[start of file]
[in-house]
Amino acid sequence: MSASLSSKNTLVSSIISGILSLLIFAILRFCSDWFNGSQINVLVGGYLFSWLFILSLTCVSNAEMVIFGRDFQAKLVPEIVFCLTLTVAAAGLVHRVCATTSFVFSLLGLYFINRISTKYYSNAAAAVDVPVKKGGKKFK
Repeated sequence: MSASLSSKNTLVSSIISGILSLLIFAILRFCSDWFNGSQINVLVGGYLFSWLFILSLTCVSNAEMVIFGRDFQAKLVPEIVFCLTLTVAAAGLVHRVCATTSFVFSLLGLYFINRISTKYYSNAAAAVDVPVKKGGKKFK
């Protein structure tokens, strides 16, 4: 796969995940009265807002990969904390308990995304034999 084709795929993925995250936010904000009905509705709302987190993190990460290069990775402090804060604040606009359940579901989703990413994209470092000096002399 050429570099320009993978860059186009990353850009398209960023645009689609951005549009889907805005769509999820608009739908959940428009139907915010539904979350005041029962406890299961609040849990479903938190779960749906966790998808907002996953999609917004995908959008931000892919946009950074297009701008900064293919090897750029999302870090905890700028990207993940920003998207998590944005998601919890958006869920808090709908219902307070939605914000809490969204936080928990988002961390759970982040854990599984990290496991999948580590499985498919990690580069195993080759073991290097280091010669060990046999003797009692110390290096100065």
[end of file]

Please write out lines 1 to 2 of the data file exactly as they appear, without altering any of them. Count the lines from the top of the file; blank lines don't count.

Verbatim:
[in-house]
Amino acid sequence: MSASLSSKNTLVSSIISGILSLLIFAILRFCSDWFNGSQINVLVGGYLFSWLFILSLTCVSNAEMVIFGRDFQAKLVPEIVFCLTLTVAAAGLVHRVCATTSFVFSLLGLYFINRISTKYYSNAAAAVDVPVKKGGKKFK